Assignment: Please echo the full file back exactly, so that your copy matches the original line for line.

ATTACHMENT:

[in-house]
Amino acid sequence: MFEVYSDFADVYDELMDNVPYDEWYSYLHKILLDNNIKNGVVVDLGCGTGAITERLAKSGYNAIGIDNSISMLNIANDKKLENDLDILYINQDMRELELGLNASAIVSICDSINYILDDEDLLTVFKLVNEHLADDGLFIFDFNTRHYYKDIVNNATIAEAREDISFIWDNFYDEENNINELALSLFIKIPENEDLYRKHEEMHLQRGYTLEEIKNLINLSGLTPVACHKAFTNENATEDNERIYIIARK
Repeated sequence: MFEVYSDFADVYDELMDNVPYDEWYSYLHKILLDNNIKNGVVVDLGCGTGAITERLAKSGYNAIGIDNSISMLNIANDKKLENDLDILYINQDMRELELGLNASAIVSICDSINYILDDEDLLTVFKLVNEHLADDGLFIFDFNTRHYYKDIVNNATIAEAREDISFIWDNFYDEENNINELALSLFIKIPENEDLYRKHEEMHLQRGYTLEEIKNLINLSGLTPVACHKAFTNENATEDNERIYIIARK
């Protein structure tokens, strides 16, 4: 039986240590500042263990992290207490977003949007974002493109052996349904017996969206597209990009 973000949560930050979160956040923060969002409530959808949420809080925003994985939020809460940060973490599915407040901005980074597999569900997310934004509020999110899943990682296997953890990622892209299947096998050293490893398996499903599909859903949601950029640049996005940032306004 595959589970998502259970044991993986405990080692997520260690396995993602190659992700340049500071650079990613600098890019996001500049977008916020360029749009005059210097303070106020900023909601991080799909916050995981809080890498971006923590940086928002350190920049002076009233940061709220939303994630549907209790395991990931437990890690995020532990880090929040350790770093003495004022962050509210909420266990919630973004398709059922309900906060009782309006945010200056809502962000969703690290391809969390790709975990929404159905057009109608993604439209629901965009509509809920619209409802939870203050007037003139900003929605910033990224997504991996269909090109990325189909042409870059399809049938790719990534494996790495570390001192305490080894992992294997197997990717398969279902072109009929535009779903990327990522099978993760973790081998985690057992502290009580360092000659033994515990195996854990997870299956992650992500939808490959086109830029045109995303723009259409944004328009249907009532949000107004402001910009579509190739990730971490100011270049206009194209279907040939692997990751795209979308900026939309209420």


[in-house]
Amino acid sequence: MFEVYSDFADVYDELMDNVPYDEWYSYLHKILLDNNIKNGVVVDLGCGTGAITERLAKSGYNAIGIDNSISMLNIANDKKLENDLDILYINQDMRELELGLNASAIVSICDSINYILDDEDLLTVFKLVNEHLADDGLFIFDFNTRHYYKDIVNNATIAEAREDISFIWDNFYDEENNINELALSLFIKIPENEDLYRKHEEMHLQRGYTLEEIKNLINLSGLTPVACHKAFTNENATEDNERIYIIARK
Repeated sequence: MFEVYSDFADVYDELMDNVPYDEWYSYLHKILLDNNIKNGVVVDLGCGTGAITERLAKSGYNAIGIDNSISMLNIANDKKLENDLDILYINQDMRELELGLNASAIVSICDSINYILDDEDLLTVFKLVNEHLADDGLFIFDFNTRHYYKDIVNNATIAEAREDISFIWDNFYDEENNINELALSLFIKIPENEDLYRKHEEMHLQRGYTLEEIKNLINLSGLTPVACHKAFTNENATEDNERIYIIARK
């Protein structure tokens, strides 16, 4: 039986240590500042263990992290207490977003949007974002493109052996349904017996969206597209990009 973000949560930050979160956040923060969002409530959808949420809080925003994985939020809460940060973490599915407040901005980074597999569900997310934004509020999110899943990682296997953890990622892209299947096998050293490893398996499903599909859903949601950029640049996005940032306004 595959589970998502259970044991993986405990080692997520260690396995993602190659992700340049500071650079990613600098890019996001500049977008916020360029749009005059210097303070106020900023909601991080799909916050995981809080890498971006923590940086928002350190920049002076009233940061709220939303994630549907209790395991990931437990890690995020532990880090929040350790770093003495004022962050509210909420266990919630973004398709059922309900906060009782309006945010200056809502962000969703690290391809969390790709975990929404159905057009109608993604439209629901965009509509809920619209409802939870203050007037003139900003929605910033990224997504991996269909090109990325189909042409870059399809049938790719990534494996790495570390001192305490080894992992294997197997990717398969279902072109009929535009779903990327990522099978993760973790081998985690057992502290009580360092000659033994515990195996854990997870299956992650992500939808490959086109830029045109995303723009259409944004328009249907009532949000107004402001910009579509190739990730971490100011270049206009194209279907040939692997990751795209979308900026939309209420």